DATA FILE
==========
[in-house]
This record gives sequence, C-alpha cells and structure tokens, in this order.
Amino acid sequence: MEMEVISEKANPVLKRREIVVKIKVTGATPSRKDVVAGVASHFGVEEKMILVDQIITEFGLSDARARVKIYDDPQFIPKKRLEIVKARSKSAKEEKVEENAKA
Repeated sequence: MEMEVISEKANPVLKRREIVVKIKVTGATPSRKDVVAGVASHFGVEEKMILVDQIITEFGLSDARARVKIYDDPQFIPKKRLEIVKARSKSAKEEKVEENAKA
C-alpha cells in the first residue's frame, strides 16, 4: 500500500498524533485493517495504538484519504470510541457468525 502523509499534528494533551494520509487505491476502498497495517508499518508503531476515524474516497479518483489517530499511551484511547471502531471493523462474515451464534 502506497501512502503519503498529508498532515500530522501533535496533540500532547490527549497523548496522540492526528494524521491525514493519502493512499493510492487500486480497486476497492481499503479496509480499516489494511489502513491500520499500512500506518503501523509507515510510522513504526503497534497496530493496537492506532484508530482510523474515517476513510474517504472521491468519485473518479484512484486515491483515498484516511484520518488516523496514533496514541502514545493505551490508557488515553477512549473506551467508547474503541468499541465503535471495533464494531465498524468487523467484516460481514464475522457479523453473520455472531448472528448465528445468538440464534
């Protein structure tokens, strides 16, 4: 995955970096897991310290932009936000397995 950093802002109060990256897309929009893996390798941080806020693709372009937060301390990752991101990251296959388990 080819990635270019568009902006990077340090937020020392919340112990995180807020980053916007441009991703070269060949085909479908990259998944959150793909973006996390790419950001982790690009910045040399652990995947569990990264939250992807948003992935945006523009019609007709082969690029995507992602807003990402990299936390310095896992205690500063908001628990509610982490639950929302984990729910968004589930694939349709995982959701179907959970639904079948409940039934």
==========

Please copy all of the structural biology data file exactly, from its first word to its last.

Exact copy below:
[in-house]
This record gives sequence, C-alpha cells and structure tokens, in this order.
Amino acid sequence: MEMEVISEKANPVLKRREIVVKIKVTGATPSRKDVVAGVASHFGVEEKMILVDQIITEFGLSDARARVKIYDDPQFIPKKRLEIVKARSKSAKEEKVEENAKA
Repeated sequence: MEMEVISEKANPVLKRREIVVKIKVTGATPSRKDVVAGVASHFGVEEKMILVDQIITEFGLSDARARVKIYDDPQFIPKKRLEIVKARSKSAKEEKVEENAKA
C-alpha cells in the first residue's frame, strides 16, 4: 500500500498524533485493517495504538484519504470510541457468525 502523509499534528494533551494520509487505491476502498497495517508499518508503531476515524474516497479518483489517530499511551484511547471502531471493523462474515451464534 502506497501512502503519503498529508498532515500530522501533535496533540500532547490527549497523548496522540492526528494524521491525514493519502493512499493510492487500486480497486476497492481499503479496509480499516489494511489502513491500520499500512500506518503501523509507515510510522513504526503497534497496530493496537492506532484508530482510523474515517476513510474517504472521491468519485473518479484512484486515491483515498484516511484520518488516523496514533496514541502514545493505551490508557488515553477512549473506551467508547474503541468499541465503535471495533464494531465498524468487523467484516460481514464475522457479523453473520455472531448472528448465528445468538440464534
């Protein structure tokens, strides 16, 4: 995955970096897991310290932009936000397995 950093802002109060990256897309929009893996390798941080806020693709372009937060301390990752991101990251296959388990 080819990635270019568009902006990077340090937020020392919340112990995180807020980053916007441009991703070269060949085909479908990259998944959150793909973006996390790419950001982790690009910045040399652990995947569990990264939250992807948003992935945006523009019609007709082969690029995507992602807003990402990299936390310095896992205690500063908001628990509610982490639950929302984990729910968004589930694939349709995982959701179907959970639904079948409940039934």